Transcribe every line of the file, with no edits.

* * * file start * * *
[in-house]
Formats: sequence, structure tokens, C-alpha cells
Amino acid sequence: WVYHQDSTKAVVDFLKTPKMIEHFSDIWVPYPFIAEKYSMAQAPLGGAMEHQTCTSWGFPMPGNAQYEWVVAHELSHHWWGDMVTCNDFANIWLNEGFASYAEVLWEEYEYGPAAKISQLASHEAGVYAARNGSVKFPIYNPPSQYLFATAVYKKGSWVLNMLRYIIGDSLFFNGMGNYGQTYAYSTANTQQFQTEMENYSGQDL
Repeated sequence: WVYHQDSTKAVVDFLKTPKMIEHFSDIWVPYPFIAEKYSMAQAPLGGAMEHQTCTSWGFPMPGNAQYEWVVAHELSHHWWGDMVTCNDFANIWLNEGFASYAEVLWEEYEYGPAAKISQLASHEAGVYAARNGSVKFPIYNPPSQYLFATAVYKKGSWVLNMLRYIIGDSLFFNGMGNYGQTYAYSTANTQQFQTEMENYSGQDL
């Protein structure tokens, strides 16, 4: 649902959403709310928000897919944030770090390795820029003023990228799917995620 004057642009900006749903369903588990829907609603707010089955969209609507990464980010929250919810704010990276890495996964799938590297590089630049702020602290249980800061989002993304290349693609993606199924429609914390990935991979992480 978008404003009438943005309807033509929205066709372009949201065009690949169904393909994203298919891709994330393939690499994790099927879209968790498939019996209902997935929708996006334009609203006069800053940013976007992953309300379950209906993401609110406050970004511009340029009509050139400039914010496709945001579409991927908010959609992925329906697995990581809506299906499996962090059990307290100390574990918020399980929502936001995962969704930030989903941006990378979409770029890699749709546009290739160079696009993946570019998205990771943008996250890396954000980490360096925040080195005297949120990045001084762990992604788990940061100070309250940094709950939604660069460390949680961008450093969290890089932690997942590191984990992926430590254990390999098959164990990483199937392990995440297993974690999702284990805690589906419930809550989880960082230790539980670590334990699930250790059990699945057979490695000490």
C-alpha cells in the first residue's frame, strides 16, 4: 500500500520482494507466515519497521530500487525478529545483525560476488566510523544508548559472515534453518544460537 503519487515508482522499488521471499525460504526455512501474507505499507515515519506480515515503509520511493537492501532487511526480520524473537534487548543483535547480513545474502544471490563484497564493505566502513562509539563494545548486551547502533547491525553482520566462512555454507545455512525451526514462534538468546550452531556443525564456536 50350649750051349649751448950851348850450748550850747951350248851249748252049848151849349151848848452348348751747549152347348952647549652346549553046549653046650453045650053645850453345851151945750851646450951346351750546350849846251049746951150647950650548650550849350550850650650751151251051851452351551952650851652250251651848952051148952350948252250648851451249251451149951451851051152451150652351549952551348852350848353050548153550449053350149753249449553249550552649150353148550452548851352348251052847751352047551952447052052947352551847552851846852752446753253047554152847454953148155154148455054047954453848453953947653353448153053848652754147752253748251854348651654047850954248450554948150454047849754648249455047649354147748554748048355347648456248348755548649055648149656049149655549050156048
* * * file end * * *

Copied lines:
[in-house]
Formats: sequence, structure tokens, C-alpha cells
Amino acid sequence: WVYHQDSTKAVVDFLKTPKMIEHFSDIWVPYPFIAEKYSMAQAPLGGAMEHQTCTSWGFPMPGNAQYEWVVAHELSHHWWGDMVTCNDFANIWLNEGFASYAEVLWEEYEYGPAAKISQLASHEAGVYAARNGSVKFPIYNPPSQYLFATAVYKKGSWVLNMLRYIIGDSLFFNGMGNYGQTYAYSTANTQQFQTEMENYSGQDL
Repeated sequence: WVYHQDSTKAVVDFLKTPKMIEHFSDIWVPYPFIAEKYSMAQAPLGGAMEHQTCTSWGFPMPGNAQYEWVVAHELSHHWWGDMVTCNDFANIWLNEGFASYAEVLWEEYEYGPAAKISQLASHEAGVYAARNGSVKFPIYNPPSQYLFATAVYKKGSWVLNMLRYIIGDSLFFNGMGNYGQTYAYSTANTQQFQTEMENYSGQDL
């Protein structure tokens, strides 16, 4: 649902959403709310928000897919944030770090390795820029003023990228799917995620 004057642009900006749903369903588990829907609603707010089955969209609507990464980010929250919810704010990276890495996964799938590297590089630049702020602290249980800061989002993304290349693609993606199924429609914390990935991979992480 978008404003009438943005309807033509929205066709372009949201065009690949169904393909994203298919891709994330393939690499994790099927879209968790498939019996209902997935929708996006334009609203006069800053940013976007992953309300379950209906993401609110406050970004511009340029009509050139400039914010496709945001579409991927908010959609992925329906697995990581809506299906499996962090059990307290100390574990918020399980929502936001995962969704930030989903941006990378979409770029890699749709546009290739160079696009993946570019998205990771943008996250890396954000980490360096925040080195005297949120990045001084762990992604788990940061100070309250940094709950939604660069460390949680961008450093969290890089932690997942590191984990992926430590254990390999098959164990990483199937392990995440297993974690999702284990805690589906419930809550989880960082230790539980670590334990699930250790059990699945057979490695000490």
C-alpha cells in the first residue's frame, strides 16, 4: 500500500520482494507466515519497521530500487525478529545483525560476488566510523544508548559472515534453518544460537 503519487515508482522499488521471499525460504526455512501474507505499507515515519506480515515503509520511493537492501532487511526480520524473537534487548543483535547480513545474502544471490563484497564493505566502513562509539563494545548486551547502533547491525553482520566462512555454507545455512525451526514462534538468546550452531556443525564456536 50350649750051349649751448950851348850450748550850747951350248851249748252049848151849349151848848452348348751747549152347348952647549652346549553046549653046650453045650053645850453345851151945750851646450951346351750546350849846251049746951150647950650548650550849350550850650650751151251051851452351551952650851652250251651848952051148952350948252250648851451249251451149951451851051152451150652351549952551348852350848353050548153550449053350149753249449553249550552649150353148550452548851352348251052847751352047551952447052052947352551847552851846852752446753253047554152847454953148155154148455054047954453848453953947653353448153053848652754147752253748251854348651654047850954248450554948150454047849754648249455047649354147748554748048355347648456248348755548649055648149656049149655549050156048